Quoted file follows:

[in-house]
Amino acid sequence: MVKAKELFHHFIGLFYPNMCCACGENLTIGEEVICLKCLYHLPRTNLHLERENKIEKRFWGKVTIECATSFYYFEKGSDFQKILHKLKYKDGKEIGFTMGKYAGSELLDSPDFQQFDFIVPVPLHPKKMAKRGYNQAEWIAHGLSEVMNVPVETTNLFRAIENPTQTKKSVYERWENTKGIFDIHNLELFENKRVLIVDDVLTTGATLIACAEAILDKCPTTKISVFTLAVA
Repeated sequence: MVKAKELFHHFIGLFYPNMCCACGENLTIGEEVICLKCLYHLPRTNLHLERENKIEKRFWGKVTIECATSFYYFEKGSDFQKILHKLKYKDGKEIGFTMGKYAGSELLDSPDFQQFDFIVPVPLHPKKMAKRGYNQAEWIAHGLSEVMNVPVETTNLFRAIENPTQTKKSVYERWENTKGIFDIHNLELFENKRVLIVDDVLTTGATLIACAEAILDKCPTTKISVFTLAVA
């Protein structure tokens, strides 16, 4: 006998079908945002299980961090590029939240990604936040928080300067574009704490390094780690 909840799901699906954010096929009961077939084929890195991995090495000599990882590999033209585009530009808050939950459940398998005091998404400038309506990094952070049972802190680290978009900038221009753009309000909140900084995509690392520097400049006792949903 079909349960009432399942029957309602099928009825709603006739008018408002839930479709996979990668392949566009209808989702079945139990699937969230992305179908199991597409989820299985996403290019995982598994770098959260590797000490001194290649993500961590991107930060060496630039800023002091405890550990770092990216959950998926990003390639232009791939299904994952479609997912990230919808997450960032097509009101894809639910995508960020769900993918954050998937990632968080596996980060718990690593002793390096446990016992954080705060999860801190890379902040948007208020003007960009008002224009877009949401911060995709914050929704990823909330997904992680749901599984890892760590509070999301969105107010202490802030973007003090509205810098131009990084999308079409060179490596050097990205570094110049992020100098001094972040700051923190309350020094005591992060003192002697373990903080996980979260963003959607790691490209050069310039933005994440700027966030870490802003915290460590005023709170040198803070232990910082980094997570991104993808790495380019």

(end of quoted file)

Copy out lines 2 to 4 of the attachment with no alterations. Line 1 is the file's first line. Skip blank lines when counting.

Amino acid sequence: MVKAKELFHHFIGLFYPNMCCACGENLTIGEEVICLKCLYHLPRTNLHLERENKIEKRFWGKVTIECATSFYYFEKGSDFQKILHKLKYKDGKEIGFTMGKYAGSELLDSPDFQQFDFIVPVPLHPKKMAKRGYNQAEWIAHGLSEVMNVPVETTNLFRAIENPTQTKKSVYERWENTKGIFDIHNLELFENKRVLIVDDVLTTGATLIACAEAILDKCPTTKISVFTLAVA
Repeated sequence: MVKAKELFHHFIGLFYPNMCCACGENLTIGEEVICLKCLYHLPRTNLHLERENKIEKRFWGKVTIECATSFYYFEKGSDFQKILHKLKYKDGKEIGFTMGKYAGSELLDSPDFQQFDFIVPVPLHPKKMAKRGYNQAEWIAHGLSEVMNVPVETTNLFRAIENPTQTKKSVYERWENTKGIFDIHNLELFENKRVLIVDDVLTTGATLIACAEAILDKCPTTKISVFTLAVA
């Protein structure tokens, strides 16, 4: 006998079908945002299980961090590029939240990604936040928080300067574009704490390094780690 909840799901699906954010096929009961077939084929890195991995090495000599990882590999033209585009530009808050939950459940398998005091998404400038309506990094952070049972802190680290978009900038221009753009309000909140900084995509690392520097400049006792949903 079909349960009432399942029957309602099928009825709603006739008018408002839930479709996979990668392949566009209808989702079945139990699937969230992305179908199991597409989820299985996403290019995982598994770098959260590797000490001194290649993500961590991107930060060496630039800023002091405890550990770092990216959950998926990003390639232009791939299904994952479609997912990230919808997450960032097509009101894809639910995508960020769900993918954050998937990632968080596996980060718990690593002793390096446990016992954080705060999860801190890379902040948007208020003007960009008002224009877009949401911060995709914050929704990823909330997904992680749901599984890892760590509070999301969105107010202490802030973007003090509205810098131009990084999308079409060179490596050097990205570094110049992020100098001094972040700051923190309350020094005591992060003192002697373990903080996980979260963003959607790691490209050069310039933005994440700027966030870490802003915290460590005023709170040198803070232990910082980094997570991104993808790495380019």